We’re actually seeing more and more third parties launching insurance products. I’m thinking about Tesla in the car insurance market. In France, for instance, we have BlaBlacar, a ride-sharing platform, and Ornikar, an online driving school, which have launched their own insurance solutions at scale. To make the link with the first question, we expect that move to accelerate as insurtech is developing “embedded insurance” solutions, which is the tech infrastructure required to plug insurance solutions to third-party platforms. For instance, it’s gaining momentum in the SME space!

As parametric insurance becomes a reality, which areas of insurance do you see extracting the most value from IoT applications?

Parametric insurance is a very exciting space: We’ve been discussing it for a few years now, but there are still only a few players delivering it at scale. Nevertheless, that addresses a real need in the market around what we call “new risks.” Not every insurer is offering such products. The risk didn’t exist a few years ago, and it is growing fast. Hence, there is a real challenge to spot relevant datasets and get a sense of them through algorithms. This opens the door to more insurtech/insurance partnership rather than competition.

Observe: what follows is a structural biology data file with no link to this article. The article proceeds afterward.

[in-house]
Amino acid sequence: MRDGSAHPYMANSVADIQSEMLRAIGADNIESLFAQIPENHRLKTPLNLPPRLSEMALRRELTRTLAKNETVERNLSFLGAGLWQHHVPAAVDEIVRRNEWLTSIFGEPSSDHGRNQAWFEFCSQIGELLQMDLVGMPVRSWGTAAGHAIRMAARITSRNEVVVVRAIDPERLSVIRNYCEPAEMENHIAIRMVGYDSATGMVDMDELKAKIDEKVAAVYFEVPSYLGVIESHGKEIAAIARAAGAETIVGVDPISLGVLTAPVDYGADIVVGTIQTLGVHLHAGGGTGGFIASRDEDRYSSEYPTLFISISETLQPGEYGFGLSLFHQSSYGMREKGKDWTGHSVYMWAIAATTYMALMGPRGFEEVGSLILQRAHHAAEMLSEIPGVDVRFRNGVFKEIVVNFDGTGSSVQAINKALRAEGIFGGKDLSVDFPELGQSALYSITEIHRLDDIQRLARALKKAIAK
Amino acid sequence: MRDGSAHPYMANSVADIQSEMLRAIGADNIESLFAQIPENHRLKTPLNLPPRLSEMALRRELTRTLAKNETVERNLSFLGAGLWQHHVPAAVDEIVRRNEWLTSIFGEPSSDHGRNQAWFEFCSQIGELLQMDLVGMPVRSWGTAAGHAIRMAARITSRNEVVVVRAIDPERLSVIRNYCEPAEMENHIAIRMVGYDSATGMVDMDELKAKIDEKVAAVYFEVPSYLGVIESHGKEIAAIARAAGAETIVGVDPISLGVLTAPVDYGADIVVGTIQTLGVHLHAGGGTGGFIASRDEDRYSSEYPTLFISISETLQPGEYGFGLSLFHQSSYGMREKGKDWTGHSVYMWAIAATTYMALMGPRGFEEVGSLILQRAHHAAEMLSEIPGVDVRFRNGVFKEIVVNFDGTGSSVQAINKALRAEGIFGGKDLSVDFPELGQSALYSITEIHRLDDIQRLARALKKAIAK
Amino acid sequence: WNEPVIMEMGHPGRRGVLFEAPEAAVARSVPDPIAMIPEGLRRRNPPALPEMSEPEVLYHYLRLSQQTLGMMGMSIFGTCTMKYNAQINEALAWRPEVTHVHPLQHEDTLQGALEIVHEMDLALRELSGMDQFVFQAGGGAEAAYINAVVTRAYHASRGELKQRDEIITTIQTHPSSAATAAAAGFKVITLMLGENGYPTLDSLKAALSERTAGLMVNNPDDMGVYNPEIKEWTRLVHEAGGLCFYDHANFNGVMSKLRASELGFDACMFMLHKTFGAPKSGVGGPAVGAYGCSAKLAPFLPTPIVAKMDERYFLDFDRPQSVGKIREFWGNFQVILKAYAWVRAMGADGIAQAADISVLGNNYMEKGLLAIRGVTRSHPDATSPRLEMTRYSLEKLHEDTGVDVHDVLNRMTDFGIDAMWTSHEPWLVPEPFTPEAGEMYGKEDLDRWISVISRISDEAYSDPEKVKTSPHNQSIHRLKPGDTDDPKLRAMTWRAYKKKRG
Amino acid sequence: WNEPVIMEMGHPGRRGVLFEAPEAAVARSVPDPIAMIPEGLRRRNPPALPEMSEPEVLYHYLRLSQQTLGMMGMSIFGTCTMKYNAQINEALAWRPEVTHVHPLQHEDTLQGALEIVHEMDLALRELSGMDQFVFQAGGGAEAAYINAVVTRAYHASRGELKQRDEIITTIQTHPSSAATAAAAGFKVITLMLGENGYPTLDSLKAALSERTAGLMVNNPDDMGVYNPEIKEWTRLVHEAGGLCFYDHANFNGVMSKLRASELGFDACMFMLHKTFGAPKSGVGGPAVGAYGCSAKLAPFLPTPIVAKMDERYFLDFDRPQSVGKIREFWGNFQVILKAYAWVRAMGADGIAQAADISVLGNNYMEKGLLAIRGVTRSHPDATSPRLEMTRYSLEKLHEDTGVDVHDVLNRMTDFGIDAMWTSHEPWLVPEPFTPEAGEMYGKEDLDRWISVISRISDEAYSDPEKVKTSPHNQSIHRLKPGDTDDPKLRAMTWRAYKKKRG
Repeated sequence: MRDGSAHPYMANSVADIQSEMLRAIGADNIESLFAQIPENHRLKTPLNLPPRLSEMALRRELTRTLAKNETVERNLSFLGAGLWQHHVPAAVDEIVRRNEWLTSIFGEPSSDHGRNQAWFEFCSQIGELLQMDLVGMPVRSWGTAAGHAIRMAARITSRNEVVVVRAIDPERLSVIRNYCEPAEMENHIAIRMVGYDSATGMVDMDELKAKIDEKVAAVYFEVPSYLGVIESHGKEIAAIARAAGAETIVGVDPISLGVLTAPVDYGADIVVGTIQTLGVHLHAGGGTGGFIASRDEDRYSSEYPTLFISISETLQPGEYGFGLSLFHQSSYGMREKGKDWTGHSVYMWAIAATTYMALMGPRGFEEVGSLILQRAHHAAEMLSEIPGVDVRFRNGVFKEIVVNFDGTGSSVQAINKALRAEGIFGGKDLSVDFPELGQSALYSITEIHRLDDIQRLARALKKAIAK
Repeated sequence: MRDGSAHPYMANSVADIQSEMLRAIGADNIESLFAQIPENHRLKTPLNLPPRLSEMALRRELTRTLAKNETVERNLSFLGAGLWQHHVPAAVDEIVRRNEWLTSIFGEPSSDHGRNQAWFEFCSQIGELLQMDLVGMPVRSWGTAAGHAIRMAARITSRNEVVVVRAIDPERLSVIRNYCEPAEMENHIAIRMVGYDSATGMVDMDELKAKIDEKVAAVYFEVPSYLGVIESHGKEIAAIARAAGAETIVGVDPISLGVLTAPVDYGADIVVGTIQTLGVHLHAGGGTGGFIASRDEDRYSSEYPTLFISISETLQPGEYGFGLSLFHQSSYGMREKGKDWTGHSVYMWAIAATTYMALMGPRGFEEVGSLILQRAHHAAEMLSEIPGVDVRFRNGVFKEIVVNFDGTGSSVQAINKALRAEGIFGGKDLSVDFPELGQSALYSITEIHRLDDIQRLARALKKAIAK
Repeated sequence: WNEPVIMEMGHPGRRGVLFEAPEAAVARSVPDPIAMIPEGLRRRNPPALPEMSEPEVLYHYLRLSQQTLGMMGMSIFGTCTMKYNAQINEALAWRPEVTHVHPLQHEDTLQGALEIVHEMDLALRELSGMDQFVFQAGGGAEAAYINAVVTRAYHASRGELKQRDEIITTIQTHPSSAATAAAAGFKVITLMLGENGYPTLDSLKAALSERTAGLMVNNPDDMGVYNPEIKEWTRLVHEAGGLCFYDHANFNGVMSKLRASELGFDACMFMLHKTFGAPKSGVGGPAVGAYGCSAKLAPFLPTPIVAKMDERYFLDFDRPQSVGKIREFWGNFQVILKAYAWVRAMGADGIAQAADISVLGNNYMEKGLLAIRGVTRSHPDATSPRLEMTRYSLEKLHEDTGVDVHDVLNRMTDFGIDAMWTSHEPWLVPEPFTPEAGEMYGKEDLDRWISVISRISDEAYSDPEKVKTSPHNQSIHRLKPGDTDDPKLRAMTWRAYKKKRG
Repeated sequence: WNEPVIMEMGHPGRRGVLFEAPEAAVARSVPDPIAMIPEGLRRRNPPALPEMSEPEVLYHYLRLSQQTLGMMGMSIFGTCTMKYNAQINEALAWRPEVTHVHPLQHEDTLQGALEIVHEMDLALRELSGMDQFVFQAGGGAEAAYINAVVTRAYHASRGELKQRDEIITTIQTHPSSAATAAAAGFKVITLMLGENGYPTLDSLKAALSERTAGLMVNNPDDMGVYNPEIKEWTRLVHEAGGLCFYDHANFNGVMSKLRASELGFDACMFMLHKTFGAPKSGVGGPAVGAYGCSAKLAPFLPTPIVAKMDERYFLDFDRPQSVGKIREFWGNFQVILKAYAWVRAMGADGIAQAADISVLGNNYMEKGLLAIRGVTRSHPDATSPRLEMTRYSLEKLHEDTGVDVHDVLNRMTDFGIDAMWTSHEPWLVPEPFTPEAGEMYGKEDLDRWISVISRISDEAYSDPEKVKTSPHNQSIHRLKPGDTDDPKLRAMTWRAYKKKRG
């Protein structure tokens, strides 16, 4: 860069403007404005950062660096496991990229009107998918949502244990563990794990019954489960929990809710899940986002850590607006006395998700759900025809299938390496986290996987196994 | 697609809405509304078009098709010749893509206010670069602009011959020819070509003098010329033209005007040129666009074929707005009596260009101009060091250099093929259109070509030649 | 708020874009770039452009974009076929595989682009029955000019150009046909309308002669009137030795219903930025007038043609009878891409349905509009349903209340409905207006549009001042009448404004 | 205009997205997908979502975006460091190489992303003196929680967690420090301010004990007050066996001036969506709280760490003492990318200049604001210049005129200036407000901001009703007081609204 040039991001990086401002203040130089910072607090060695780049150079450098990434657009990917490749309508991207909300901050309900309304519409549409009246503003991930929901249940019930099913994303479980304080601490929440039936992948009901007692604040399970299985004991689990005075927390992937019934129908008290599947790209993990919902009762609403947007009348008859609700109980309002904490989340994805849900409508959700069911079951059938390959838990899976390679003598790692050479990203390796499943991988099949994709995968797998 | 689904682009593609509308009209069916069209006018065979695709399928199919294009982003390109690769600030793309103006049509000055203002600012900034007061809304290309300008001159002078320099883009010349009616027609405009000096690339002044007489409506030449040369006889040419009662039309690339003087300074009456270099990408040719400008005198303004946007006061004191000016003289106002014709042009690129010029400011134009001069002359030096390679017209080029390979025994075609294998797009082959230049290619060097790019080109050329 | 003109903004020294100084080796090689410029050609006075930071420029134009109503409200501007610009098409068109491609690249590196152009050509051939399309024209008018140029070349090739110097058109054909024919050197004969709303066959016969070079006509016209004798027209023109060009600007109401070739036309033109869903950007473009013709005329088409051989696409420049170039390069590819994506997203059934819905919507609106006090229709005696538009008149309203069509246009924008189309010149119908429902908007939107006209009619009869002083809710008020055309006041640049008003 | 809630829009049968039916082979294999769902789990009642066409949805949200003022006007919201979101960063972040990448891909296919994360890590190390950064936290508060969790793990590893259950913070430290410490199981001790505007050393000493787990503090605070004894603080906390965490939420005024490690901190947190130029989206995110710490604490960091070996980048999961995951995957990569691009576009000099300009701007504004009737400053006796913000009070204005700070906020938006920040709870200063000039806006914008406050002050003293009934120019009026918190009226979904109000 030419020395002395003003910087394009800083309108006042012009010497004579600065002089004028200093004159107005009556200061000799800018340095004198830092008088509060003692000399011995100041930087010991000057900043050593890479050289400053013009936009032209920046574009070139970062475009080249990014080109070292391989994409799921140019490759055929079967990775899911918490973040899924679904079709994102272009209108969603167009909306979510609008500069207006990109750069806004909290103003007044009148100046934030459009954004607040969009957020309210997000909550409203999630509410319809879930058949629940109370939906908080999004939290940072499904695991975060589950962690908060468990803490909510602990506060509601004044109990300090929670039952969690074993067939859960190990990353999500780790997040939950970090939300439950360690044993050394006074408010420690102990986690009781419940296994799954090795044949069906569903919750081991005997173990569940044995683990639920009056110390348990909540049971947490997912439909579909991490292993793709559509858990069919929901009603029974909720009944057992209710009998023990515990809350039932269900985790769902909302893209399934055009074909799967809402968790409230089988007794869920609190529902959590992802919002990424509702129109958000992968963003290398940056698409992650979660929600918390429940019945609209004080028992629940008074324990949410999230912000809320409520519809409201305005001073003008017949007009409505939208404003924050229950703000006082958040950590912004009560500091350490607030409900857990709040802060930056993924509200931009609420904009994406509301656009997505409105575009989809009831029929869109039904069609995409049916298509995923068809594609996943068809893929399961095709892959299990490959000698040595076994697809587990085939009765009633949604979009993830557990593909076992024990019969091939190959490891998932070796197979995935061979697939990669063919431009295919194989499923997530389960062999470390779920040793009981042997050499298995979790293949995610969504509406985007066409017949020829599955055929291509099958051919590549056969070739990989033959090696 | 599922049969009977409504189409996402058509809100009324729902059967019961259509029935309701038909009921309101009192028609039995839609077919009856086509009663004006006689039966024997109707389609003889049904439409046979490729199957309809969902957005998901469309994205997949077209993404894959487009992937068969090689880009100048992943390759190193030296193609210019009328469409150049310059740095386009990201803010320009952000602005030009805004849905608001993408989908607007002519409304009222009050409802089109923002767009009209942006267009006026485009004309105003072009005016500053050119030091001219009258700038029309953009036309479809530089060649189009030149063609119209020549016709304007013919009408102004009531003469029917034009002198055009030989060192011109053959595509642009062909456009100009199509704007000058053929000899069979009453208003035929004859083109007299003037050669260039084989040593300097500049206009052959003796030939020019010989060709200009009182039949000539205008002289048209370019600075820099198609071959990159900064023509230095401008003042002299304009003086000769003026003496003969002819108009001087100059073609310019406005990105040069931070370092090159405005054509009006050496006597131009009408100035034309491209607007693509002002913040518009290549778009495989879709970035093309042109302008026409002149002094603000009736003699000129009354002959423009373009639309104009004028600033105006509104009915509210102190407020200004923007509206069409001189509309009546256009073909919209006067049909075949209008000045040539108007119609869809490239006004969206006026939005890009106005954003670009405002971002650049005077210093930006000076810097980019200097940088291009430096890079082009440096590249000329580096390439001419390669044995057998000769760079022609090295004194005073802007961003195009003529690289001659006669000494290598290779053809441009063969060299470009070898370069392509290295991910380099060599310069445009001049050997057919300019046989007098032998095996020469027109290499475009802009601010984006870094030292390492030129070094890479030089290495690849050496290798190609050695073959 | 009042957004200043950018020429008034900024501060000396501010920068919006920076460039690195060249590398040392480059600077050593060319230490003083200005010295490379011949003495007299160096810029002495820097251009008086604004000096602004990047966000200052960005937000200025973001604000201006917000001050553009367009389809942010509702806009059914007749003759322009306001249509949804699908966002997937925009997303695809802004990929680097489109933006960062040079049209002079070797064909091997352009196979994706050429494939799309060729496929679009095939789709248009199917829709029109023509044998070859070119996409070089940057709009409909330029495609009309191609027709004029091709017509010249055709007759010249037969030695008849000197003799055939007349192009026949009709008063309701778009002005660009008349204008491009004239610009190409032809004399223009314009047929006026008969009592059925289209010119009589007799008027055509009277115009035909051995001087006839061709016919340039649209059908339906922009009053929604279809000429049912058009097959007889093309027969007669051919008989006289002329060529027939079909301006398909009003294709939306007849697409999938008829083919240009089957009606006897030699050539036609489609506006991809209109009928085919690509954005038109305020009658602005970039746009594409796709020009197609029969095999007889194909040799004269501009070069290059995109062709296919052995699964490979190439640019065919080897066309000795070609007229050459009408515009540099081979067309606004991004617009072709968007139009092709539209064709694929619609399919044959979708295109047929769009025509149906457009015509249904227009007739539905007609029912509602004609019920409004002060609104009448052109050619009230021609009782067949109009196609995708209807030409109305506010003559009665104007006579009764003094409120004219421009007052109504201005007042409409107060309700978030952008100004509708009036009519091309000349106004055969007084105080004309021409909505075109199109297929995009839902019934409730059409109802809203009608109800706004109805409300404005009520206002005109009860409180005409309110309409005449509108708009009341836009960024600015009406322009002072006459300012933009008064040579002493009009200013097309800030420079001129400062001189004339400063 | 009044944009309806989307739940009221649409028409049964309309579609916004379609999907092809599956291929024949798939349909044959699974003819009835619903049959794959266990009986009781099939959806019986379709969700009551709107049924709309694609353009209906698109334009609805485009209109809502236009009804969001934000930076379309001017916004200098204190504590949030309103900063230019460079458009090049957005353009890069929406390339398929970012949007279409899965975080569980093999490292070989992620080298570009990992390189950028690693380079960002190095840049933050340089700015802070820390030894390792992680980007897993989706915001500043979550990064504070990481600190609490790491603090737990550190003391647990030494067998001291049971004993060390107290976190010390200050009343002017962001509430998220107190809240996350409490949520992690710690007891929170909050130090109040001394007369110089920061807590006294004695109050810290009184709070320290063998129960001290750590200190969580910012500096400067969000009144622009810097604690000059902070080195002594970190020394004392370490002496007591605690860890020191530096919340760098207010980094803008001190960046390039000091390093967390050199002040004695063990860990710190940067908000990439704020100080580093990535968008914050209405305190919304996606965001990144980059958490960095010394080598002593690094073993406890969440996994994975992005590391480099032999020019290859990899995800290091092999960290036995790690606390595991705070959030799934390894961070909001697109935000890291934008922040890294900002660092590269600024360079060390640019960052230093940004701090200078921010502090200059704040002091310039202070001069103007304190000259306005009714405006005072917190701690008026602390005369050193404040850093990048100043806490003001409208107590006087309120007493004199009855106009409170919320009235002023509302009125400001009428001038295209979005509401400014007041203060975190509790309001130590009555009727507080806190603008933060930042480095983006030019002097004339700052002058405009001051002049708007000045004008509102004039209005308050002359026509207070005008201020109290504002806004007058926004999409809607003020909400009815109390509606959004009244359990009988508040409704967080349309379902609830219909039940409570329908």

In terms of use cases, weather insurance has been the hottest topic so far both in terms of the number of startups launched in that space and by the scale of the most advanced players. But there are many other opportunities to tackle. I think about cyber insurance, which was hot recently. I also have in mind cloud outage — we have invested in Riskwolf in that space. I think about digital assets as well: one can add new ways of working, etc.

When do you think that ChatGPT will start to have a tangible effect on insurance?

That’s a very good question. We see a lot of enthusiasm around that topic. The first use cases may be around the customer experience, and I even believe major attempts at leveraging ChatGPT in insurance recently are what we’ve long been expecting from “chatbots.”

But there is a lot more to expect from these generative AI solutions not only to smoothen the engagement with customers, but also to get a sense of customers’ risks, collect documents in the claim process or maybe deliver reporting to the regulator. We are clearly in early days, whatever the industry!